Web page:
These 11 declassified maps show how the CIA saw the world at the height of the Cold War


Perhaps more so than any other tool used by the clandestine services, an accurate map can mean the difference between success and failure — or between life and death.

The CIA, renowned for its secrecy, has long kept its maps and cartographic methods under wraps.

In honor of the agency's Cartography Center's 75th anniversary last year, however, the CIA put a number of maps online, revealing how "the company" has viewed the world since its inception after World War II.

President Franklin Roosevelt created the agency that would eventually become the CIA in the early 1940s. The map division produced a bevy of maps vital to strategic planning during the war, according to National Geographic.

The agency's mapmakers had a broad mission, supplying maps and data relevant to national security issues facing the country. In doing so, the CIA said in a statement, "Geographers and cartographers amassed what would be the largest collection of maps in the world."

12 PHOTOS
Maps show how CIA used to view the world
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Maps show how CIA used to view the world

Oil transport and refining facilities in the Middle East in the early 1950s.

(Image via CIA)

A map of French and Viet Minh areas of operations during the 1950s.

(Image via CIA)

Chinese railroad construction in the mid-1950s.

(Image via CIA)

Suspected sites of missiles in Cuba, 1962.

(Image via CIA)

Transportation routes in and around West and East Berlin in the 1960s.

(Image via CIA)

Bantustans in South Africa in 1973.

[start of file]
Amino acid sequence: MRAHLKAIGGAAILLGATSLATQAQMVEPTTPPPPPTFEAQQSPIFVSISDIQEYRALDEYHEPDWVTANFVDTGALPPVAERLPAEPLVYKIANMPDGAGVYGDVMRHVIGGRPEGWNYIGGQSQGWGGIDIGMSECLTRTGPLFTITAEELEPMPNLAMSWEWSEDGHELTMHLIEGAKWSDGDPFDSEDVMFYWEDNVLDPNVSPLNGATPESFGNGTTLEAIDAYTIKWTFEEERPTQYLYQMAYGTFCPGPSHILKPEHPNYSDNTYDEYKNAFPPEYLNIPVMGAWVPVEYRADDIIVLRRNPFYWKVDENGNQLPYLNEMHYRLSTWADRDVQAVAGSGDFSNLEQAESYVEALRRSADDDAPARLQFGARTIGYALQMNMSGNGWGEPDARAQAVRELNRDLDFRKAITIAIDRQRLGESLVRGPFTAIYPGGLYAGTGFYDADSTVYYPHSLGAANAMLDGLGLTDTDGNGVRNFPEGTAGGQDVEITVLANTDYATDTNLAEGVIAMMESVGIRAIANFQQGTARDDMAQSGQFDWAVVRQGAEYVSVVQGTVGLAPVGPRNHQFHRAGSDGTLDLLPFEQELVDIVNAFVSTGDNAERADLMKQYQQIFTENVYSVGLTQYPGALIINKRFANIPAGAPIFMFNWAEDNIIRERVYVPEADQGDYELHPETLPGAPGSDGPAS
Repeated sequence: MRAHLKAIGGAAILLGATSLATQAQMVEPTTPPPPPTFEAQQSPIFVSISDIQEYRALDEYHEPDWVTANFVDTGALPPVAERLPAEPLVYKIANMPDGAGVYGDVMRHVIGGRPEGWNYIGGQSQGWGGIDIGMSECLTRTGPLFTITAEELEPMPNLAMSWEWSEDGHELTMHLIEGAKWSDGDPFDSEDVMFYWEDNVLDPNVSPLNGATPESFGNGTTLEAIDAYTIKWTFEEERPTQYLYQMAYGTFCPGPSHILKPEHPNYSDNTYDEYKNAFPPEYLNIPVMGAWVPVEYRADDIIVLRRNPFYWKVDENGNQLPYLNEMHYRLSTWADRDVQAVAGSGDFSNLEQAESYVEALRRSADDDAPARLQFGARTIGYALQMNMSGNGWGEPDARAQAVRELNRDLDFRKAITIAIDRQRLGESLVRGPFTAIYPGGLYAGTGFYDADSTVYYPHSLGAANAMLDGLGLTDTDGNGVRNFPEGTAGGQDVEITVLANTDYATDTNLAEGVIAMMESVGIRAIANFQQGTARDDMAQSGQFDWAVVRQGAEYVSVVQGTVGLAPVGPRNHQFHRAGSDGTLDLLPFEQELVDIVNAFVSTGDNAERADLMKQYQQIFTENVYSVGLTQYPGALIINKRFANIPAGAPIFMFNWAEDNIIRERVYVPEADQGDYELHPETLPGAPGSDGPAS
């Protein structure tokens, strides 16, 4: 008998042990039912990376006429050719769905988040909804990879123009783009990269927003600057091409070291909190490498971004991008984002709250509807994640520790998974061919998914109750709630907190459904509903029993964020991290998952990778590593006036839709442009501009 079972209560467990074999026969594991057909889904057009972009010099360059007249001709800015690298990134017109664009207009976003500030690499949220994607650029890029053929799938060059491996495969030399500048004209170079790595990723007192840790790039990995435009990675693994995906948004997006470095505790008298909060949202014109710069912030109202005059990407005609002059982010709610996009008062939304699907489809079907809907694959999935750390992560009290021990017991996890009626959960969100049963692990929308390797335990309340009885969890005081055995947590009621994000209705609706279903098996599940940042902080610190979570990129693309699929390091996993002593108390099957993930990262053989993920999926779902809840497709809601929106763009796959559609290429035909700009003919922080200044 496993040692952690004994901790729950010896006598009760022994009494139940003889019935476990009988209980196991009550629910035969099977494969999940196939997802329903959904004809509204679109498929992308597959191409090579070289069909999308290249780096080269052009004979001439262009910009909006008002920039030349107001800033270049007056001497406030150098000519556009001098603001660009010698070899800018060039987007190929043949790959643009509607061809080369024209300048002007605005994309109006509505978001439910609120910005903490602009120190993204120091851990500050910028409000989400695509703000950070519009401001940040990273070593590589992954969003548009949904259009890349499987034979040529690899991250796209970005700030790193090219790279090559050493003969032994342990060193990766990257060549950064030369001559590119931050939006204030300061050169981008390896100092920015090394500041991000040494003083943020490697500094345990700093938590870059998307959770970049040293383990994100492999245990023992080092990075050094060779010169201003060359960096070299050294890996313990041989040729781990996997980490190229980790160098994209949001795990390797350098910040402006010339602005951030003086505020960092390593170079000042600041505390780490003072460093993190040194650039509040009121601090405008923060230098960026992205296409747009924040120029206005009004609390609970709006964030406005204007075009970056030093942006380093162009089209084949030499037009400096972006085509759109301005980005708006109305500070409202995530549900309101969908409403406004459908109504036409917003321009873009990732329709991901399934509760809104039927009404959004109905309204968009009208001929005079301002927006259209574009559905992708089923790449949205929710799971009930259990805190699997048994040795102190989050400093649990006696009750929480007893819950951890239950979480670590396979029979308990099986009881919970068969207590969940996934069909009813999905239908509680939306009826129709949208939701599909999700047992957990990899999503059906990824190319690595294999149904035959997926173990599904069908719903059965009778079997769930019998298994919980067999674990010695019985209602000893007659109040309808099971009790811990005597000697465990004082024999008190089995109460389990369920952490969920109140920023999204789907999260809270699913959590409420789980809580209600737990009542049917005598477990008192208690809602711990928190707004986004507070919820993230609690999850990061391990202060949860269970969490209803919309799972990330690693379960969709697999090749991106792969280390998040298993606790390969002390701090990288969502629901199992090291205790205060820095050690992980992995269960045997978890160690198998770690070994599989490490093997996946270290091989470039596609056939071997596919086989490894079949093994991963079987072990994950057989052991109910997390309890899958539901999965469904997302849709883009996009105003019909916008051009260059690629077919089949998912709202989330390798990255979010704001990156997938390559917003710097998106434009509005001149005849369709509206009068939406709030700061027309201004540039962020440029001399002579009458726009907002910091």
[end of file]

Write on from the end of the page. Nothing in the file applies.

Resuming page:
(Image via CIA)

Southern Lebanon and environs in 1977.

(Image via CIA)

Ethnic groups in Afghanistan in 1979.

(Image via CIA)

Central Moscow in 1980.

(Image via CIA)

Yugoslavia in 1981.

(Image via CIA)

Population changes due to refugee movement on the Afghanistan-Pakistan border, 1982.

(Image via CIA)
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In a sign of how valuable maps were during the Cold War, the Soviet Union dedicated a great deal of resources to not only making exacting maps of foreign capitals and other cities but also to making misleading maps of their own territory to undermine anyone consulting those maps with nefarious intent.

In the early days, the CIA's maps were produced by hand, drawn in pen on translucent sheets, but the agency was one of the first to adopt digital technology.

"In 1966, a large working group, using a borrowed digitizer, compiled and digitized coastlines and international boundaries for the entire world—in a single weekend," the agency said in a release.

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